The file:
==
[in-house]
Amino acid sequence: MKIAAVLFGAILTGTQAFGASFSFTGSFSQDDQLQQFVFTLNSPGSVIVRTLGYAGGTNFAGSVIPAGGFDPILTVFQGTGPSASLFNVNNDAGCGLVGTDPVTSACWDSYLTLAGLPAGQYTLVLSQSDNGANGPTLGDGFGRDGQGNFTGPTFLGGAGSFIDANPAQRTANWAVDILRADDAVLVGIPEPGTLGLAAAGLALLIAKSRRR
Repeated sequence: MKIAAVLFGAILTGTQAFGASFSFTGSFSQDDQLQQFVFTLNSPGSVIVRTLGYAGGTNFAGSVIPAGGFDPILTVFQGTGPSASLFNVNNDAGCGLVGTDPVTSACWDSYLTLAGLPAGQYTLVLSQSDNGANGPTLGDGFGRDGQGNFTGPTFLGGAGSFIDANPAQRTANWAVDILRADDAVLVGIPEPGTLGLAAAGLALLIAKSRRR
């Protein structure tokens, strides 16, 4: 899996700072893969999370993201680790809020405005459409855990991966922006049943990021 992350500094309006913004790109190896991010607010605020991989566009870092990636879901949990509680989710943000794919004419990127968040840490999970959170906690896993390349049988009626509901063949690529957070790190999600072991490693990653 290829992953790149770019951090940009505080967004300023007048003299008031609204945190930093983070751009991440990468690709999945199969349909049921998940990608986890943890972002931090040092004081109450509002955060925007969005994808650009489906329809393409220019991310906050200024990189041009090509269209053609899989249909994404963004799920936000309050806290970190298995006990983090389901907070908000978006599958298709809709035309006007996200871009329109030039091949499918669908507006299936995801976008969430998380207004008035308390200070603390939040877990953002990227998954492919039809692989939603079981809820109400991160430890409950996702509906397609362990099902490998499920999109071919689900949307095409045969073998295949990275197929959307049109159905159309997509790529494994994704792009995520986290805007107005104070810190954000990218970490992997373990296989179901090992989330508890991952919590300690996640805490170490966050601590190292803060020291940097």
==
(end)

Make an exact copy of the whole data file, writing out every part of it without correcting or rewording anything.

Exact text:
[in-house]
Amino acid sequence: MKIAAVLFGAILTGTQAFGASFSFTGSFSQDDQLQQFVFTLNSPGSVIVRTLGYAGGTNFAGSVIPAGGFDPILTVFQGTGPSASLFNVNNDAGCGLVGTDPVTSACWDSYLTLAGLPAGQYTLVLSQSDNGANGPTLGDGFGRDGQGNFTGPTFLGGAGSFIDANPAQRTANWAVDILRADDAVLVGIPEPGTLGLAAAGLALLIAKSRRR
Repeated sequence: MKIAAVLFGAILTGTQAFGASFSFTGSFSQDDQLQQFVFTLNSPGSVIVRTLGYAGGTNFAGSVIPAGGFDPILTVFQGTGPSASLFNVNNDAGCGLVGTDPVTSACWDSYLTLAGLPAGQYTLVLSQSDNGANGPTLGDGFGRDGQGNFTGPTFLGGAGSFIDANPAQRTANWAVDILRADDAVLVGIPEPGTLGLAAAGLALLIAKSRRR
């Protein structure tokens, strides 16, 4: 899996700072893969999370993201680790809020405005459409855990991966922006049943990021 992350500094309006913004790109190896991010607010605020991989566009870092990636879901949990509680989710943000794919004419990127968040840490999970959170906690896993390349049988009626509901063949690529957070790190999600072991490693990653 290829992953790149770019951090940009505080967004300023007048003299008031609204945190930093983070751009991440990468690709999945199969349909049921998940990608986890943890972002931090040092004081109450509002955060925007969005994808650009489906329809393409220019991310906050200024990189041009090509269209053609899989249909994404963004799920936000309050806290970190298995006990983090389901907070908000978006599958298709809709035309006007996200871009329109030039091949499918669908507006299936995801976008969430998380207004008035308390200070603390939040877990953002990227998954492919039809692989939603079981809820109400991160430890409950996702509906397609362990099902490998499920999109071919689900949307095409045969073998295949990275197929959307049109159905159309997509790529494994994704792009995520986290805007107005104070810190954000990218970490992997373990296989179901090992989330508890991952919590300690996640805490170490966050601590190292803060020291940097």